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Knowing New York Times-bestselling author Philip Kerr's delight in subterfuge and obfuscation, readers can rest assured that nothing is what it seems when Bernie Gunther discovers war criminals living freely in Europe.
It is 1956 and Bernie Gunther has a new name (Christoph Ganz), a clean passport, a chip on his shoulder, and a menial low-paying job in Munich. And then an old friend arrives to repay a debt. He encourages Bernie to take a job as a claims adjuster in a major German insurance company.
Which is why Bernie, as Christoph, finds himself in Athens investigating a claim by Siegfried Witzel, a brutish former Wehrmacht soldier who served in Greece during the war. Witzel's supposed losses are immense, and, even worse, they may have originally belonged to Greek Jews deported to Auschwitz. But when Bernie tries to confront Witzel, he finds that somebody else has gotten to him first. What he has now is a dead man: Both his eyes have been shot out.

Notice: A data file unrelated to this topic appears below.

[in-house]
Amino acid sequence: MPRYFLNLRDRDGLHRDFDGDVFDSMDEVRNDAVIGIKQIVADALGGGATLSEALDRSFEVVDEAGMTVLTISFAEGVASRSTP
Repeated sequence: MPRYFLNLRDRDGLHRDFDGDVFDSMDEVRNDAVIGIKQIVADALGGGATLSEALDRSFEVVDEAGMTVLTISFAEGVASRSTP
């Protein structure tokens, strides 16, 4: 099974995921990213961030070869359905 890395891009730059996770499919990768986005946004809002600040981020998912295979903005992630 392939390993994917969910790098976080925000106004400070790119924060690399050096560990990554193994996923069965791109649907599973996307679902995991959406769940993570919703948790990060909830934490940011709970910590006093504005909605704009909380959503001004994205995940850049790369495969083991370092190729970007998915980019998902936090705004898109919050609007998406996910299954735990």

Enter Lieutenant Leventis, who is working on a recent case with the same MO. Both deaths match the highly particular style of a killing fifteen years prior, during the height of the war. Back then, a young Leventis suspected an S.S. officer whose connection to the German government made him untouchable. He's kept that name on his lips all these years, waiting for his second chance at justice.
And while a pattern like this may be Leventis's best opportunity to close an old case, there's a much more sinister truth to acknowledge: A killer has returned to Athens, or even worse, he may never have left.